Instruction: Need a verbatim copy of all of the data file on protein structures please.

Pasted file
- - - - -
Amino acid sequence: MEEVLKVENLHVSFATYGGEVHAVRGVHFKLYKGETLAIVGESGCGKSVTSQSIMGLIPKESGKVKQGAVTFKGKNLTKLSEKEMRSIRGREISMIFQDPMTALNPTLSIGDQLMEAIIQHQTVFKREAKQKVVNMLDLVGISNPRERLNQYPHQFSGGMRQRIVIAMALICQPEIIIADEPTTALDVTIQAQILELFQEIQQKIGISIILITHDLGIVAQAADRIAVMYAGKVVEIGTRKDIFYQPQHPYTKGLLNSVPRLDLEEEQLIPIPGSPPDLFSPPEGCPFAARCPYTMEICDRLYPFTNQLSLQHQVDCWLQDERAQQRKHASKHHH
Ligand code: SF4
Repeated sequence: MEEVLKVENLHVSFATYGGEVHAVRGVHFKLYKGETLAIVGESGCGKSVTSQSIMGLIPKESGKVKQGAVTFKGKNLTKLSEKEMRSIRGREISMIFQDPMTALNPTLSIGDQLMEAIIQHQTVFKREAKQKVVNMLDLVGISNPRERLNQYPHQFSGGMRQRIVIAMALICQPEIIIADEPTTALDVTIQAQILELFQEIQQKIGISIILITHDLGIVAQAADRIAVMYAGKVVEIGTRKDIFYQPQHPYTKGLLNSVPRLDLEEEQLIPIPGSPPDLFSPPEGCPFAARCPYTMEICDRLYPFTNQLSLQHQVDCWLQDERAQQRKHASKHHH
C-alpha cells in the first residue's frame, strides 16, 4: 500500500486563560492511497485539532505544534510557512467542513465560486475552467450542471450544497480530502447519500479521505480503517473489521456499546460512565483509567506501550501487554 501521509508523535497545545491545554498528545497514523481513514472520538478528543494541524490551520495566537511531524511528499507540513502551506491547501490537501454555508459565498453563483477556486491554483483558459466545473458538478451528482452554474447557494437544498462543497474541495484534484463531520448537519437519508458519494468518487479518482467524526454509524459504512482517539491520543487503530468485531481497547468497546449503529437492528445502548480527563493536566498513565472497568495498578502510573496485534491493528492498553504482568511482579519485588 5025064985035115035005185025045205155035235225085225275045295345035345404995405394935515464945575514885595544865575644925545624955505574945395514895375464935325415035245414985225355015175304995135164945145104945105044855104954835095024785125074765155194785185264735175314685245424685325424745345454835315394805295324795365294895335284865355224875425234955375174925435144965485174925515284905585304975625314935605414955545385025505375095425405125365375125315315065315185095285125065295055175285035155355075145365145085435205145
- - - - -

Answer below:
Amino acid sequence: MEEVLKVENLHVSFATYGGEVHAVRGVHFKLYKGETLAIVGESGCGKSVTSQSIMGLIPKESGKVKQGAVTFKGKNLTKLSEKEMRSIRGREISMIFQDPMTALNPTLSIGDQLMEAIIQHQTVFKREAKQKVVNMLDLVGISNPRERLNQYPHQFSGGMRQRIVIAMALICQPEIIIADEPTTALDVTIQAQILELFQEIQQKIGISIILITHDLGIVAQAADRIAVMYAGKVVEIGTRKDIFYQPQHPYTKGLLNSVPRLDLEEEQLIPIPGSPPDLFSPPEGCPFAARCPYTMEICDRLYPFTNQLSLQHQVDCWLQDERAQQRKHASKHHH
Ligand code: SF4
Repeated sequence: MEEVLKVENLHVSFATYGGEVHAVRGVHFKLYKGETLAIVGESGCGKSVTSQSIMGLIPKESGKVKQGAVTFKGKNLTKLSEKEMRSIRGREISMIFQDPMTALNPTLSIGDQLMEAIIQHQTVFKREAKQKVVNMLDLVGISNPRERLNQYPHQFSGGMRQRIVIAMALICQPEIIIADEPTTALDVTIQAQILELFQEIQQKIGISIILITHDLGIVAQAADRIAVMYAGKVVEIGTRKDIFYQPQHPYTKGLLNSVPRLDLEEEQLIPIPGSPPDLFSPPEGCPFAARCPYTMEICDRLYPFTNQLSLQHQVDCWLQDERAQQRKHASKHHH
C-alpha cells in the first residue's frame, strides 16, 4: 500500500486563560492511497485539532505544534510557512467542513465560486475552467450542471450544497480530502447519500479521505480503517473489521456499546460512565483509567506501550501487554 501521509508523535497545545491545554498528545497514523481513514472520538478528543494541524490551520495566537511531524511528499507540513502551506491547501490537501454555508459565498453563483477556486491554483483558459466545473458538478451528482452554474447557494437544498462543497474541495484534484463531520448537519437519508458519494468518487479518482467524526454509524459504512482517539491520543487503530468485531481497547468497546449503529437492528445502548480527563493536566498513565472497568495498578502510573496485534491493528492498553504482568511482579519485588 5025064985035115035005185025045205155035235225085225275045295345035345404995405394935515464945575514885595544865575644925545624955505574945395514895375464935325415035245414985225355015175304995135164945145104945105044855104954835095024785125074765155194785185264735175314685245424685325424745345454835315394805295324795365294895335284865355224875425234955375174925435144965485174925515284905585304975625314935605414955545385025505375095425405125365375125315315065315185095285125065295055175285035155355075145365145085435205145